Monday, August 2, 2021

Between A Rock and A Hard Place

 Thanks for stopping by. The WFB is my 'whatever I happen to be in to at the moment' corner of the web. I have two other Blogger sites which are far more interesting. 

The Lost Canyon Project

is the chronicle of my work photographing and cataloging the life's work of my late friend, artist Pete Hampton (1940-2018)

The Lost Era Transcripts

Is the fruit of the Lost Canyon Project. It is a re-creation in book form of Pete's unfinished master work, The Lost Era. This is a good candidate for the finest work I have ever done.

 Between A Rock and A Hard Place


 
 

I try to avoid politics and current events here at the WFB. The last thing the internet needs is one more crusty old bastard griping about the news of the day. There's a ton of  people doing this who are much smarter than I am, and they are not hard to find- at least not yet... I have dozens of them in the bookmarks.

But there was this, over at Fran Porretto's Liberty's Torch. 

I commented :

“This is never going to end. That realization hit me as soon as I started hearing about the delta variant bullshit. And it hit me like a punch in the gut. I don't know why I thought otherwise. I’ve been following Briggs every week on this. And Barnhardt. I’m taking my ivermectin. I’m leaning hard on  prayer, and what faith I have, but the hope that I’ll see and end to this in my lifetime is dead."

 And it's more than just the virus bullshit. Ubiquitous woke insanity. The Great Inversion, and the Tyranny of Lies. Western Civ is in collapse. The bleakness is nearly overwhelming. My wife can maintain a sort of Buddhist optimism. If the World is breaking down, it will ultimately resolve into something better. Perhaps. But not within the span of the years we have remaining to us.

We have to fight the darkness where we meet it. I spent most of last year alone on the bike path. Mary and I kept our door open, and we provided, for our friends, the remnant of a social life that had been strangled in the hysteria. My bike club did the same. We held our monthly event, despite.

Then, this last Spring, my creative burn re-lit. Now, I’ve retreated to my art work. Twenty years ago, I engaged in the stone work with a sense of optimism and hope. I’d make cool, beautiful things. People would maybe even buy them. I’d create a little beauty in the world. 

 Now, every stroke of the rasp, every rub of the polish is an act of defiance, a FUCK YOU to the darkness. The panopticon tower of cybertech Babel is being put on line as I type. Shit, this post is part of it. I'll defy it by spending my time carving on a rock. That is as primal, and primitive as a human task gets. It's been going on as long as there have been people and rocks. That's old-school, dude.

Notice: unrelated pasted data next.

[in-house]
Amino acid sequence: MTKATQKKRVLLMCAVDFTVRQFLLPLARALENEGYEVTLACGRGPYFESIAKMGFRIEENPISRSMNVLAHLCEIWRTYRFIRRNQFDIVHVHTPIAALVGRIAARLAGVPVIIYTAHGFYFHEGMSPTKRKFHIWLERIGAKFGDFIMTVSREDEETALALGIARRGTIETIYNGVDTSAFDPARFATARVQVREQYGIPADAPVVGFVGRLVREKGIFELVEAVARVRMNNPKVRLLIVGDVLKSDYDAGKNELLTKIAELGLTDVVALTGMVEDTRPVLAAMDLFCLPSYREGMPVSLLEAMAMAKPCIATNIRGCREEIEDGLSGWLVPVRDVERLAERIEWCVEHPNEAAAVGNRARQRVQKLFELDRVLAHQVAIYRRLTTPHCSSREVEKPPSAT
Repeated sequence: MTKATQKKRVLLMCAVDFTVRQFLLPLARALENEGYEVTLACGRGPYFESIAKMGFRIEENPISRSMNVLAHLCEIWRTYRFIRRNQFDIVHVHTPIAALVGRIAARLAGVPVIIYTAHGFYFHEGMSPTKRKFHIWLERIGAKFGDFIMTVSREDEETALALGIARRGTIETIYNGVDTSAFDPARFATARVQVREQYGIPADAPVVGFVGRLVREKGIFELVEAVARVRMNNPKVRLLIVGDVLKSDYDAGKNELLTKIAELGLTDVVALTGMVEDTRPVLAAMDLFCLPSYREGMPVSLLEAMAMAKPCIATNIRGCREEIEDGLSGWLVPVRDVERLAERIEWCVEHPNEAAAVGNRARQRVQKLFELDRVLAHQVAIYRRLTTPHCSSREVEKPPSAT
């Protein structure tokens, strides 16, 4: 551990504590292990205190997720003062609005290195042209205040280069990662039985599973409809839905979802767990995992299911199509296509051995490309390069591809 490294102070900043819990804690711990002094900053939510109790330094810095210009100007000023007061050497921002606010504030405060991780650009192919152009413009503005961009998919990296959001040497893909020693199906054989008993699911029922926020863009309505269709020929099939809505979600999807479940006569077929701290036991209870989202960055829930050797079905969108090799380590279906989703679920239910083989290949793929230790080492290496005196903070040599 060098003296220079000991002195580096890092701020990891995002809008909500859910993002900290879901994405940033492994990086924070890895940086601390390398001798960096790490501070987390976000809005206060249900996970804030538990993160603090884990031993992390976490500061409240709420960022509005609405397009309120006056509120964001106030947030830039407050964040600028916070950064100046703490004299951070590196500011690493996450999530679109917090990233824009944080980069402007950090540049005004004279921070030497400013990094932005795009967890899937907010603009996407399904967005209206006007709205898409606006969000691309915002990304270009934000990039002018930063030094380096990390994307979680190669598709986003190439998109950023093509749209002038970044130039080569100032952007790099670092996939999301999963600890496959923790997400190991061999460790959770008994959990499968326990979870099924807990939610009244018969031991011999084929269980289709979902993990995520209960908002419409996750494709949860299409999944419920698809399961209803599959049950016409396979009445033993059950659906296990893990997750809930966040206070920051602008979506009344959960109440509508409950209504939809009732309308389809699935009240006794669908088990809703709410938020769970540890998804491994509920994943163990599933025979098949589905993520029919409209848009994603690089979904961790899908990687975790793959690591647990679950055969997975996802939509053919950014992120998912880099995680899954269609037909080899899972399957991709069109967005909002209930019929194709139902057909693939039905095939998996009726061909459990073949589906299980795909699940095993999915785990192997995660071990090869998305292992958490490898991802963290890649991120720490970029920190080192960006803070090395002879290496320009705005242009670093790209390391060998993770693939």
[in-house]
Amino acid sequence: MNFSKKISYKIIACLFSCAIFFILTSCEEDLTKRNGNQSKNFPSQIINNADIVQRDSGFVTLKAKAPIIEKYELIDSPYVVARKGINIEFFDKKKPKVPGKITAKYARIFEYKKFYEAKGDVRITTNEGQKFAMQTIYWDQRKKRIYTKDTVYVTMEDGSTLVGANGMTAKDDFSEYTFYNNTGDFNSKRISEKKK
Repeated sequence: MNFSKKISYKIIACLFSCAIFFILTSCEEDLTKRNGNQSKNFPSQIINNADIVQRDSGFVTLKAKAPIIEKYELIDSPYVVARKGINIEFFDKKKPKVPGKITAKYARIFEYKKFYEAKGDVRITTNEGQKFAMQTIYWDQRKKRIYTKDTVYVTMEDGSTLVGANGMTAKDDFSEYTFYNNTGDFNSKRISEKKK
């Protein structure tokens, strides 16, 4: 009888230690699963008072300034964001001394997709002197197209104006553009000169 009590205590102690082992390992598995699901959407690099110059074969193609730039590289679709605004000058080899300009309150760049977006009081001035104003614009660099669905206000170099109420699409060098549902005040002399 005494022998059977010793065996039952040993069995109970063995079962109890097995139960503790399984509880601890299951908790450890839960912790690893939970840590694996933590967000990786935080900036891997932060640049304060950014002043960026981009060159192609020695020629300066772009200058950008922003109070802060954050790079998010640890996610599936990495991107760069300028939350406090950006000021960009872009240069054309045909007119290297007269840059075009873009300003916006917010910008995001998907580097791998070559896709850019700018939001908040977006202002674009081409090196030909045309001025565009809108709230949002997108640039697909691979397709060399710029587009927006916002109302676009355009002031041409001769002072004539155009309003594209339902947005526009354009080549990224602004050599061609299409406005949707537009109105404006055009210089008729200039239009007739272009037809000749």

Will it stop anything? no. 

Will it slow the decline, stop the madness? rather doubtful.

So where's this "beauty" gonna' go? Where's it gonna' end up? not a fuckin' clue.

So why do it?

You got a better idea?

My wife and I are still keeping the relations with our friends as close as we can. Friendship and love, too have become our weapons. We have to fight the darkness where we meet it. We’re meeting it here and now: face to face at the desktop. We get it like plutonium radiation every time  we get near the toxic media. It's behind our feet when we kneel to pray. I’m tired.

1961 Mark IV Jaguar  

Sunday was the monthly Cyclone Coaster antique, and classic bike ride in Long Beach. I've been going (almost) every first Sunday of the month for over ten years. Our club, RatRod Riders got its start there. It used to be common to see close to a hundred bikes, almost all cherry antique, and classic cruisers from the 1960's and before. Now its down to a few dozen. I was down there early Sunday as always. My club sister Penny was waiting. Jim showed up later. We talked with our friends, the regular old crowd, but the sense of excitement is still damp. And the vibe has changed. The ride meets at a coffee house in the rainbow neighborhoods of Long Beach, a few blocks in from the beach. You see a lot of tats, and a lot of masks. The bike crowd does not diaper.  It used to feel like we were part of the fun and funky vibe that comes in the alphabet zone. Now it feels like we're sort of tolerated because tradition, but... they'd just as soon we left.

 The run of ancient bicycles used to draw an instant crowd as we cruised through the neighborhoods, and down to the bike path. We were a spontaneous parade event for anyone visiting the beach that day. Don't get me wrong, we still get hoots and cheers from the locals who happen to be out front as we roll by. But past that we're just a pack of bikes, now. 

Even still.

There was that moment when we reached the end of Belmont Shore where they have the street barricaded off for pedestrian traffic. Bright yellow sun. Sky like a blue marble, and sand like a paint-by-numbers seascape. Not too many folks out, and the cars held at the stop signs to let the whole pack glide onto the bike path. We got a thumbs up. The sweet spots remain, and life remains Good. For this one day, anyhow. Later today, I'll start in on the new stone.

Saturday, July 31, 2021

Thoughts Post Project

 Thanks for stopping by. The WFB is my 'whatever I happen to be in to at the moment' corner of the web. I have two other Blogger sites which are far more interesting. 

The Lost Canyon Project

is the chronicle of my work photographing and cataloging the life's work of artist Pete Hampton (1940-2018)

The Lost Era Transcripts

Is the fruit of the Lost Canyon Project. It is a re-creation in book form of Pete's unfinished master work, The Lost Era. This is a good candidate for the finest work I have ever done.